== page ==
Yup its another fertiliser post, but this is a question we get asked so often its time to throw it out to the SEO gods and hope it gets read.
Slow Release vs Liquid Fertiliser: What is the difference?
When talking about slow release fertilisers, we are talking about any fertiliser (synthetic or organic) that has been pelletised or produced as something that will slowly release nutrients into the soil over a period of time. NPK can vary, depending on the product and if it is organic or synthetic (we've discussed these apects of fertiliser here). Some of the most common and well know slow releases are found in hardware stores across the country un the form of small, coloured balls. These are fertilisers coated in a plastic resin or sulphur-based polymers and they slowly break down when exposed to variables like heat, light and water. They are not organic. Organic slow release fertilisers like our Bio Pellets act in a similar fashion, although the nutirents are released into the soil as the pellets start to decompose when all the beneficial microbes start working their magic.
Benefits of Slow Release Fertilisers include:
- Lower risk of fertiliser burn/toxicity because small doses of fertiliser is released slowly over time.
- No need to remember a regular fertilising routine - can apply less frequently.
That being said, those same benefits can cause a few headaches when using on potted or indoor plants. Higher NPK slow release fertilisers (like those balls I mentioned above) are harder to predict indoors. Temperature and light can vary and the potted plant might not get enough (or too much!) fertiliser over a period of time. As the plant is in a pot, the excess fertiliser can build up. For this reason, we always recommend only using organic slow release fertilisers on potted or indoor plants.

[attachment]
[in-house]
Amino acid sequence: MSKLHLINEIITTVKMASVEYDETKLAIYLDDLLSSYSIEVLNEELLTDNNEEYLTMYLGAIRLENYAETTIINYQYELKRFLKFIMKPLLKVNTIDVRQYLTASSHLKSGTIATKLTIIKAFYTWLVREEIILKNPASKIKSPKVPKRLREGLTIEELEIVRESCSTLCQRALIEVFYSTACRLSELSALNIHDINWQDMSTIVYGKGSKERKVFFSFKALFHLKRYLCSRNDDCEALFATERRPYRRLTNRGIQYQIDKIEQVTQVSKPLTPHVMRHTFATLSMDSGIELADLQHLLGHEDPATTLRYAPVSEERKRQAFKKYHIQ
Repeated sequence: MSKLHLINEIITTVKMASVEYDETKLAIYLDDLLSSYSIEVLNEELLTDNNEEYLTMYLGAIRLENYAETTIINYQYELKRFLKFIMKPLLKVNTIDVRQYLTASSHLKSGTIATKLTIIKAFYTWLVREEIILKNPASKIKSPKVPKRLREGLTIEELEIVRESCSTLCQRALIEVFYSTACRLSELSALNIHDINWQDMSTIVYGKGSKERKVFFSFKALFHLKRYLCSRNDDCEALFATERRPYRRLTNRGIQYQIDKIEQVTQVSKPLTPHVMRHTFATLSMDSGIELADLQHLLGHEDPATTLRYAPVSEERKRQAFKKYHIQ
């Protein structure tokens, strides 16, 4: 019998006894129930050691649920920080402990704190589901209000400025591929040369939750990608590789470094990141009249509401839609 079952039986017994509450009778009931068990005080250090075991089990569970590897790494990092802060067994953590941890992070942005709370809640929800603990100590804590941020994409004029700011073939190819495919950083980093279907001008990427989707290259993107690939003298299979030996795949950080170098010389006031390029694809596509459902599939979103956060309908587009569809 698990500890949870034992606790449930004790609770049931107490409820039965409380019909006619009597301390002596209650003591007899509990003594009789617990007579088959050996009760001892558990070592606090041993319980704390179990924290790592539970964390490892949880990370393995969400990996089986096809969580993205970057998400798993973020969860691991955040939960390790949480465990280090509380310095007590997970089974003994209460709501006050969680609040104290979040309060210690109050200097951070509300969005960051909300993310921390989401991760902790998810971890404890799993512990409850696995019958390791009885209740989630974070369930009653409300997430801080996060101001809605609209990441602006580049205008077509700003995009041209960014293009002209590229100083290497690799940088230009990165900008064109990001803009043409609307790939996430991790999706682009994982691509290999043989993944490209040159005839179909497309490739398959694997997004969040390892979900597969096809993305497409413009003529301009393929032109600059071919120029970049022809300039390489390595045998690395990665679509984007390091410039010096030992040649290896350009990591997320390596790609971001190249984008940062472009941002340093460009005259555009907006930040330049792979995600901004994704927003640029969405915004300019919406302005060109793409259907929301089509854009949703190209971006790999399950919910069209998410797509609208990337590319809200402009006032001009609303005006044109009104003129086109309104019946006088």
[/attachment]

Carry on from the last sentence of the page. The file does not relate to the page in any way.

With liquid fertilisers we are referring to a liquid-based, organic or mineral, fertiliser. Liquid fertilisers are faster acting as there is no need for any decompostion or break down and can be absorbed by the plant as they draw water up from the soil. Again, the NPK will depend on what sort of fertiliser you are using.
Benefits of Liquid Fertilisers include:
- Fast acting - you'll see results quicker
- more control - you have complete control over the application rate, meaning you're not at the whim of variables like the weather.
The big risk with liquid fertilisers is overfertilising. If the directions are not followed and the dilution rate is incorrect, you can risk harming your plant. When used correctly though you can't beat their results.
What type of fertiliser is best for you and your indoor plants?
Both fertilisers have their advantages and we have always been big proponents of a blended approach. During the growing season (usually Spring and Summer) we recommend using a high Nitrogen liquid fertiliser. It is quickly absorbed by the plant andwill reward you with larger foliage and more growth.
When the weather gets cooler and there is less light available, we typically see slower (if any) plant growth. It's a bit of a myth to cut fertilising out all together over this period - a better option is to use an organic slow release plant food. This not only reinvirgorates the potting media so its full of life come Spring, but also provides the plants with much smaller doses of the macro and micro nutirients they need to live their best.
What type of fertiliser is best for outdoors?
Outside its a different story. Whereas indoors the plants are 100% reliant on you to provide them with their nutrient fix, outdoors your plants are able to collect some of those nutrients themselves, in the form of decaying organic matter like leaves or dead insects, and through worm castings. The key outdoors is to ensure your soil is full of life - the more microbial life, the quicker organic matter is broken down creating a nutrient-rich bed for your plants and for other beneficial life like worms.
As such, outside we recommend using an organic slow release fertilier like our Bio Pellets or even our Soil & Microbe Booster. Not only do both these products release supplementary nutrients into the soil, but they also add microbial life to help improve the soil structure, which in turn helps with plant health and nutrient uptake.
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